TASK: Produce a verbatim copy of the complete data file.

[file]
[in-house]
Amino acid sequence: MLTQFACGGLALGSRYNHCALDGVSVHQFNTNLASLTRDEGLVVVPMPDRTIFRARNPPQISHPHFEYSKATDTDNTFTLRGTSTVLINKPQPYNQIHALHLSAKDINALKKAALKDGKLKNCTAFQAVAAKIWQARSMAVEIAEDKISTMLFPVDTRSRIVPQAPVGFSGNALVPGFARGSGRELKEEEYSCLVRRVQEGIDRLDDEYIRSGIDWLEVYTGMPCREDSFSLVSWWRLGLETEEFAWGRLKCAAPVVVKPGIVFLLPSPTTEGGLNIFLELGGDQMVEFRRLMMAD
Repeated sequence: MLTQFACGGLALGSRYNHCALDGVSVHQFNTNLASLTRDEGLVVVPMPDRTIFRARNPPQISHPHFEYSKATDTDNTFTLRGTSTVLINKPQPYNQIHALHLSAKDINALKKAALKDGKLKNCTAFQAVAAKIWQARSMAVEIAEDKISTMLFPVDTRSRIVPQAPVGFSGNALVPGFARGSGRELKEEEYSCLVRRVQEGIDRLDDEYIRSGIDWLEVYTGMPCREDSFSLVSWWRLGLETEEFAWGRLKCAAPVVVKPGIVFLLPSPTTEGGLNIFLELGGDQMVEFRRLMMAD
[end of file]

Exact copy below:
[in-house]
Amino acid sequence: MLTQFACGGLALGSRYNHCALDGVSVHQFNTNLASLTRDEGLVVVPMPDRTIFRARNPPQISHPHFEYSKATDTDNTFTLRGTSTVLINKPQPYNQIHALHLSAKDINALKKAALKDGKLKNCTAFQAVAAKIWQARSMAVEIAEDKISTMLFPVDTRSRIVPQAPVGFSGNALVPGFARGSGRELKEEEYSCLVRRVQEGIDRLDDEYIRSGIDWLEVYTGMPCREDSFSLVSWWRLGLETEEFAWGRLKCAAPVVVKPGIVFLLPSPTTEGGLNIFLELGGDQMVEFRRLMMAD
Repeated sequence: MLTQFACGGLALGSRYNHCALDGVSVHQFNTNLASLTRDEGLVVVPMPDRTIFRARNPPQISHPHFEYSKATDTDNTFTLRGTSTVLINKPQPYNQIHALHLSAKDINALKKAALKDGKLKNCTAFQAVAAKIWQARSMAVEIAEDKISTMLFPVDTRSRIVPQAPVGFSGNALVPGFARGSGRELKEEEYSCLVRRVQEGIDRLDDEYIRSGIDWLEVYTGMPCREDSFSLVSWWRLGLETEEFAWGRLKCAAPVVVKPGIVFLLPSPTTEGGLNIFLELGGDQMVEFRRLMMAD